LPO refers to the process of procuring legal services from an external provider. There is nothing new about outsourcing legal services – companies have been outsourcing legal services to external law firms for ages. So why all the recent discussion about LPO?

What is new is that, today, we see the outsourcing of legal services across the globe. Technology has enabled access to offshore, low-cost pools of labour and has allowed efficient disaggregation of routine legal work which can be performed by these low-cost pools of labour. A familiar form of offshore LPO is the e-discovery service provider, who might have teams of lawyers working in India or the Philippines to perform relevance review of a major document collection for production in Canadian litigation.

LPOs began to emerge in the past decade as global corporations starting offshoring work to captive centres with large pools of skilled, low-cost labour. We now see company-owned captive centres, captive centres of law firms, and third-party providers. Some LPOs are niche players and some provide many different kinds of services, including document review services, contract drafting, transaction due diligence and legal research and analysis. The major players also offer onshore and near-shore alternatives at different price points in additional to offshore services. For example, you might have a first-pass review of documents occurring in India, with a higher level quality control review being performed by more costly Canadian lawyers in the LPO provider’s Canadian office.

LPO Rewards

The major benefit of LPO is the ability to substitute high cost labour for a combination of lower cost labour, superior technology and process maturity. The idea is to get the work to the most cost-effective provider of the service. LPO provides scalable services so that the work force dedicated to your project can increase or decrease as needed. LPO can also increase the speed of delivery of legal services, especially if staff is working across different time zones for 24-hour service. Finally, some in-house lawyers find that, by engaging an LPO provider, they can offload the standardized work and focus on more strategic work.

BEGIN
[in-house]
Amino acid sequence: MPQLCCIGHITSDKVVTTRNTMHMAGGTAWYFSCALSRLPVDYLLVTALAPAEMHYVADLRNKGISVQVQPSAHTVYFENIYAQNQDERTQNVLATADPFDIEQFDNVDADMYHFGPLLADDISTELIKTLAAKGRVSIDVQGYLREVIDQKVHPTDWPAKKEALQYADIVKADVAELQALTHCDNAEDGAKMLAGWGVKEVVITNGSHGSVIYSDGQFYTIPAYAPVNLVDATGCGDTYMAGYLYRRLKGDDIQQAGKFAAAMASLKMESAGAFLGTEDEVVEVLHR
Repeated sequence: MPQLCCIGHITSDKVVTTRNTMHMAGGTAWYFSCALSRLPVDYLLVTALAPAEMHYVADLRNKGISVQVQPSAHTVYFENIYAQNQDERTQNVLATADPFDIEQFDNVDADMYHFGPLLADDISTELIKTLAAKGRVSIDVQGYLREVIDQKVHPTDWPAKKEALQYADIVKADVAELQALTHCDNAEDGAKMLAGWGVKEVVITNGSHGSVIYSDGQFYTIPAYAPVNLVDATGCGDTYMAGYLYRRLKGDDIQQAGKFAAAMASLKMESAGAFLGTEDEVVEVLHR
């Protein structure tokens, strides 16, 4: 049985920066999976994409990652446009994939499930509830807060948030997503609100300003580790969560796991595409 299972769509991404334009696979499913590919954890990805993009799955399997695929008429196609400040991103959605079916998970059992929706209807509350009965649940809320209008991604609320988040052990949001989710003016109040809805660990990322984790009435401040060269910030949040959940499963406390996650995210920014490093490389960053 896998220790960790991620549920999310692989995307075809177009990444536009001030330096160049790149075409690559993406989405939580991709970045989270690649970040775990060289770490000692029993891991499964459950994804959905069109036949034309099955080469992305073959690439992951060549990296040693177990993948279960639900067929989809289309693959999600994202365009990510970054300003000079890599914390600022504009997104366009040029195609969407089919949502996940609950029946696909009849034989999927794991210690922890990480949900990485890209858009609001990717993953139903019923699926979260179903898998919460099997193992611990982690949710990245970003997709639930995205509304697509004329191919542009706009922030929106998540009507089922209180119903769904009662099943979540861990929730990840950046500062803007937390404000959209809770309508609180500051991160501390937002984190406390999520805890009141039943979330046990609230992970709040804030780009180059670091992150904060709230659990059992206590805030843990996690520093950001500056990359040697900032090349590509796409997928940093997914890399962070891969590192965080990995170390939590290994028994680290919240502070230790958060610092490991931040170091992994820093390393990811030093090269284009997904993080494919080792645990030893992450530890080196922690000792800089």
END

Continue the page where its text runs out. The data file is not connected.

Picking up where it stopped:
LPO Risks

Quality

Bear in mind before engaging an LPO that, unlike an external local law firm, most of the lawyers that work for the LPO provider are junior foreign-trained lawyers. This staffing can be very efficient and keep costs down, but it also means that the client has to invest time and energy in training and nurturing the pool of junior lawyers who will perform the work.

Security and confidentiality

If you outsource legal services, your data will likely be travelling across the globe and become accessible to a variety of LPO employees and potential hackers. It is extremely important to perform due diligence on the LPO provider to ensure that its security infrastructure is up to standard and confidentiality agreements are signed.

Ethical implications

When legal services are outsourced to a non-lawyer or a non-local lawyer, there are ethical implications related to the unauthorized practice of law. In order to not run afoul of rules of professional conduct governing the legal profession, it is crucial to have licensed lawyers supervising those performing the work. Further, it is wise to obtain prior consent from the client (or business leads, if you are in-house counsel) to use supervised non-lawyers.

Conflicts of interest

Make sure the proposed LPO provider performs a conflict search to ensure that its duties and obligations to you will not conflict with its duties and obligations to other clients.

LPO Best Practices

Here are some additional best practices for ensuring a successful LPO relationship:

  • Be sure to consider the overall value proposition, not just the price.
  • Assign a high level point person to manage the LPO relationship.
  • Ensure that the contract holds the LPO provider to a particular standard of quality or service level.
  • Test the LPO provider with a small, short-term project.
  • Consider pricing alternatives, such as fixed fee for full-time equivalents or unit pricing for volume work.
  • For each project, build a playbook and/or checklists so that there is always a reference for how the work should be done.
  • Assign work through portals, as opposed to relationships, to ensure the work goes to the most cost-effective employee of the provider.
  • For long-term contracts, mandate annual productivity improvements and incentivize innovation by sharing the benefits of cost-saving innovations.